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2008 Virginia Tech Preview - Offense
Virginia Tech TE Sam Wheeler
Virginia Tech TE Sam Wheeler
CollegeFootballNews.com
Posted May 20, 2008


CollegeFootballNews.com 2008 Preview - Virginia Tech Hokie Offense

Virginia Tech Hokies

Preview 2008 - Offense

- 2008 CFN Virginia Tech Preview | 2008 Virginia Tech Offense
- 2008 Virginia Tech Defense | 2008 Virginia Tech Depth Chart
- 2007 CFN Virginia Tech Preview | 2006 CFN Virginia Tech Preview

What you need to know: The biggest of many decisions the staff will make is whether or not both quarterbacks will be featured prominently again this season. In 2007, Frank Beamer used Tyrod Taylor and Sean Glennon extensively, often maximizing their complementary set of skills.  However, even with 11 games of experience now in the vault, the dynamic Taylor is having a difficult time surpassing the more experienced Glennon. The Hokies favor the running game, but they haven’t been able to come up with the replacement for Branden Ore. While Kenny Lewis has seniority, he’s recovering from shoulder surgery, pushing Jahre Cheeseman and Darren Evans into more prominent roles. The attack will revolve around four experienced linemen headed by all-league candidates Sergio Render and Ed Wang.

Returning Leaders
Passing: Sean Glennon
143-245, 1,796 yds, 12 TD, 5 INT
Rushing: Tyrod Taylor
102 carries, 429 yds, 6 TD
Receiving: Sam Wheeler
15 catches, 211 yds, 1 TD

Star of the offense: Senior QB Sean Glennon
Player who has to step up and become a star: Redshirt freshman RT Blake DeChristopher
Unsung star on the rise: Redshirt freshman RB Darren Evans
Best pro prospect: Junior RG Sergio Render
Top three all-star candidates: 1) Render, 2) Junior LT Ed Wang, 3) Glennon
Strength of the offense: Quarterback depth
Weakness of the offense: Lack of proven skill position players, pass protection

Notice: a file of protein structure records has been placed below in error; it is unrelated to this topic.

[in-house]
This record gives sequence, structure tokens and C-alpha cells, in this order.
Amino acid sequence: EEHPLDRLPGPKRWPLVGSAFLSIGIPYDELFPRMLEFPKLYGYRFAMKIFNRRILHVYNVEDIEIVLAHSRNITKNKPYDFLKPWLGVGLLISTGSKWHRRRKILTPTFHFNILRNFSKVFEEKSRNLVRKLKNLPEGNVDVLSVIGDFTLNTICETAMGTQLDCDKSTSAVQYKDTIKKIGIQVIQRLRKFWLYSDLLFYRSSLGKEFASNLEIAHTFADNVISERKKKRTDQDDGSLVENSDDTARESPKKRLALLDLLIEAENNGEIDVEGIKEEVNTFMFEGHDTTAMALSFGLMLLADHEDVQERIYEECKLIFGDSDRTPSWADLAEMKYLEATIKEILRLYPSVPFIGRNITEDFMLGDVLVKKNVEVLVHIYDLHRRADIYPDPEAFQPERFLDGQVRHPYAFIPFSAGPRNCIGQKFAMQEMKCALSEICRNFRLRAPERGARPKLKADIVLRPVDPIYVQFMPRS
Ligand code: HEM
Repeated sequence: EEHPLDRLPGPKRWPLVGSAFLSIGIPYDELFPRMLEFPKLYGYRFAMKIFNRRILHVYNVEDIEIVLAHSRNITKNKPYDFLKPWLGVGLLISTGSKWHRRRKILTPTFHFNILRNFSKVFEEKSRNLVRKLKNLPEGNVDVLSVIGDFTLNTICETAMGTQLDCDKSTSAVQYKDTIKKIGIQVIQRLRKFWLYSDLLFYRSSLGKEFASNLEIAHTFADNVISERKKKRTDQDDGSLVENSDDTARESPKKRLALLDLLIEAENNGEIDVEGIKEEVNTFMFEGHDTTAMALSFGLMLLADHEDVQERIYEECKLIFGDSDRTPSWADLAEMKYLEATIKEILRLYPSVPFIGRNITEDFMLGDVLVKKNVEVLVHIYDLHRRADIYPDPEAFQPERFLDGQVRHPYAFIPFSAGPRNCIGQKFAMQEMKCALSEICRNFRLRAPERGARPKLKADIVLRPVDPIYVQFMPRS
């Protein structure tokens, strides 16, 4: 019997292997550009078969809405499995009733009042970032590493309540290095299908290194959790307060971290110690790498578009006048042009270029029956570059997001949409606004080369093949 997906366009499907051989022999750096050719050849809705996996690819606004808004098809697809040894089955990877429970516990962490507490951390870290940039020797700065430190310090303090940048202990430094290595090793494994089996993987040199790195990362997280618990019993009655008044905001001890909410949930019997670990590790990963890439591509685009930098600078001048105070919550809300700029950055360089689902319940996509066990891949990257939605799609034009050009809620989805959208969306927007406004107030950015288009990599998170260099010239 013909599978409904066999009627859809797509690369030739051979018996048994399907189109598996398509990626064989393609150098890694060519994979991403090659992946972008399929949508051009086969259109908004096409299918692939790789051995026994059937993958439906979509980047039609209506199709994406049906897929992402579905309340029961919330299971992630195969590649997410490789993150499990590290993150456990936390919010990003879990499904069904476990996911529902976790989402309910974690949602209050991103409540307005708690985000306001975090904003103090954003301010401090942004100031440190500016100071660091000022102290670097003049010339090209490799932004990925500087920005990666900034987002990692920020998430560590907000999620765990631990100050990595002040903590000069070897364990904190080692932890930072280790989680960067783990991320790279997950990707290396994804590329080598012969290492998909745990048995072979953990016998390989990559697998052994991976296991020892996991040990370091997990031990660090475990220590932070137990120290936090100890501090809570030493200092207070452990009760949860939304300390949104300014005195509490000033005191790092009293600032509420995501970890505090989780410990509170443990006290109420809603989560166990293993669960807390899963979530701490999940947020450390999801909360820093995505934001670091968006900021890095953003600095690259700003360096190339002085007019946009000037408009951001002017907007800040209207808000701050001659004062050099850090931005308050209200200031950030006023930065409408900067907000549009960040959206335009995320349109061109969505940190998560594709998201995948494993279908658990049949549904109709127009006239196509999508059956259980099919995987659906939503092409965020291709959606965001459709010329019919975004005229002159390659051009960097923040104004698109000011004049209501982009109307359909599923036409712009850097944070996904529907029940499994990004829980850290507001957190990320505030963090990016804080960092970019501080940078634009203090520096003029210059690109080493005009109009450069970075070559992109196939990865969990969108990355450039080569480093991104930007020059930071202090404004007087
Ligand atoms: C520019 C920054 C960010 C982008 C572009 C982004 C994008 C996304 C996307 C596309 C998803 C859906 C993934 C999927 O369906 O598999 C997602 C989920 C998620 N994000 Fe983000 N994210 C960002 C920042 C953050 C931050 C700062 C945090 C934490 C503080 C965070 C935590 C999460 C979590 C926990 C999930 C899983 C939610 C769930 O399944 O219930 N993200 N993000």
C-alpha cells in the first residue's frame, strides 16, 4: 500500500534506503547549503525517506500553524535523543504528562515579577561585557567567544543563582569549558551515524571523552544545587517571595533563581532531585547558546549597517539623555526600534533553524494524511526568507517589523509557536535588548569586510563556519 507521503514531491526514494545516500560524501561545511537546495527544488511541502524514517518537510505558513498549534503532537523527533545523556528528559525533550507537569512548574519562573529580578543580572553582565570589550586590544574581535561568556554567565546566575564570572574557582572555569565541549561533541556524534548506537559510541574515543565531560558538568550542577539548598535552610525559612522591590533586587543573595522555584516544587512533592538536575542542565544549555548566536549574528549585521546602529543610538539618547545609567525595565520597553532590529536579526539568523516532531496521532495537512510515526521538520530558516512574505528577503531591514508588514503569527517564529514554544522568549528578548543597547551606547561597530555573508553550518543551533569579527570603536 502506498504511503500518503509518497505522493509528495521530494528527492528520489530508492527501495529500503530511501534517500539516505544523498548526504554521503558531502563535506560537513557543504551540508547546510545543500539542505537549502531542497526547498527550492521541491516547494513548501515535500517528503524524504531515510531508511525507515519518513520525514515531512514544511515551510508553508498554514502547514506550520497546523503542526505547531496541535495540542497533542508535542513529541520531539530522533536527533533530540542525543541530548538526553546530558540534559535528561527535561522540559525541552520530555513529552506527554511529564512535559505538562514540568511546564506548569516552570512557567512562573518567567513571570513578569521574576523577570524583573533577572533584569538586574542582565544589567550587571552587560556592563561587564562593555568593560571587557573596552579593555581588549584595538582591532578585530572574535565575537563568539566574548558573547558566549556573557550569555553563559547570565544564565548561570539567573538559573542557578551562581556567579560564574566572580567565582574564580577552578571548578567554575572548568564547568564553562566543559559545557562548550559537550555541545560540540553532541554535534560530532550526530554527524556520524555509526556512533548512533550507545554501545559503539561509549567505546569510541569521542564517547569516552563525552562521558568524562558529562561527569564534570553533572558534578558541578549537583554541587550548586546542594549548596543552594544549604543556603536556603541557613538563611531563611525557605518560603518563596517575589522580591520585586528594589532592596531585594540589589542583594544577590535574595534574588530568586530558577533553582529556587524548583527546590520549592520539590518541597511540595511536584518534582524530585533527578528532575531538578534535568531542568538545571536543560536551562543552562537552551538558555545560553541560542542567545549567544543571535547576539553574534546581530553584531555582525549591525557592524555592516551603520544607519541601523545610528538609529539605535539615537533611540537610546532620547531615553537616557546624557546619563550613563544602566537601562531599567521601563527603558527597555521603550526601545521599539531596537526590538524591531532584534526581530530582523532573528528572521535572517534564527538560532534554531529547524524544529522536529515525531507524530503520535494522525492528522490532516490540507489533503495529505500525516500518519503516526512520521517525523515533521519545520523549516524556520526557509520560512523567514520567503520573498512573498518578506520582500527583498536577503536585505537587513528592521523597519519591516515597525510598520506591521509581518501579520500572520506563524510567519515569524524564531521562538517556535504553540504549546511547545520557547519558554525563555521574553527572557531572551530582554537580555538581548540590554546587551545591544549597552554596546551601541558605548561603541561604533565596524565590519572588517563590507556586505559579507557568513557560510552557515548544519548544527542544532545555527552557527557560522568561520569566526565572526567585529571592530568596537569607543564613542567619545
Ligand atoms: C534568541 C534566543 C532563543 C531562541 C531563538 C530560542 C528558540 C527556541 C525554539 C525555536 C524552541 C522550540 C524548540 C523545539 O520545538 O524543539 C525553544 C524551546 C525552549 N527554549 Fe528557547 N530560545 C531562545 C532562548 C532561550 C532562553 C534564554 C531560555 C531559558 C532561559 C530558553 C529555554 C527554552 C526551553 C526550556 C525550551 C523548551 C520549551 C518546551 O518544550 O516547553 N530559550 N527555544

Quarterbacks

Projected Starter: Last season, the Hokies found that two quarterbacks can sometimes be better than one, but will they use senior Sean Glennon and sophomore Tyrod Taylor as freely this fall?  While no official starter has been announced, it was clear Glennon had the edge coming out of spring. He has continued to mature since having a rocky sophomore season, displaying veteran leadership and a total grasp of the offense. One of the catalysts for last year’s run to the Orange Bowl, he shook off a slow start to finish 143-of-235 for 1,796 yards, 12 touchdowns and five interceptions, including a stretch of two months without a pick. At 6-4 and 223 pounds, he has good zip on his passes and a possible future in the NFL if he keeps working on his decision-making.      

Projected Top Reserves
: The Hokies knew Taylor was good when they signed him, but he exceeded everyone’s expectations as a rookie. Providing a new and exciting dimension to the offense, he was second the team with 429 yards rushing and six touchdowns, while completing 72-of-134 passes for 927 yards with five touchdowns and three picks. A terrific all-around athlete, he bulked up to 6-1 and 213 pounds, which will be a handful for opposing linebackers and defensive backs. Obviously, he lacks Glennon’s experience and polish as a passer, but his ability to make plays is a must with the offense lacking for big-play capability.        

Watch Out For ...
the staff to consider slapping a redshirt on Taylor if he can’t beat out Glennon.  Although it worked well last year, the staff doesn’t appear to be completely sold on again using a two-quarterback system. Of course, if Glennon gets hurt or regresses, Taylor could be easily be summoned from the sidelines.
Strength: Two proven quarterbacks. With Glennon’s improving passing skills and Taylor’s multi-dimensional talents, the Hokies boast the ACC’s best one-two punch under center this side of Clemson’s Cullen Harper and Willy Korn.
Weakness: Consistency through the air. While progress is being made, both quarterbacks are still prone to making poor reads and putting too much air under their passes. Tech was ninth in the ACC in passing offense, and things are about to get a lot tougher because of the shortage of experienced receivers.
Outlook: In an ideal world, Glennon leads the offense for an entire year allowing Taylor to save a season and get a better grasp of the system. Of course, Tech could also find it hard resisting the temptation to harness the unique abilities of both players. Whatever the outcome, the Hokies will be in good shape behind center blending a veteran thrower with a young dual-threat. 
Rating: 8

Running Backs

Projected Starters: First, leading rusher Branden Ore was kicked off the team. Then, his replacements, juniors Kenny Lewis and Jahre Cheeseman, suffered spring injuries that required surgery. Yup, the race to replace Ore will be tight and probably won’t be decided until late in the summer. The 5-9, 199-pound Lewis is far less likely to be ready for the opener, rehabbing a shoulder injury that could linger into September. He rushed for 205 yards and four touchdowns a year ago and began spring as the favorite to start.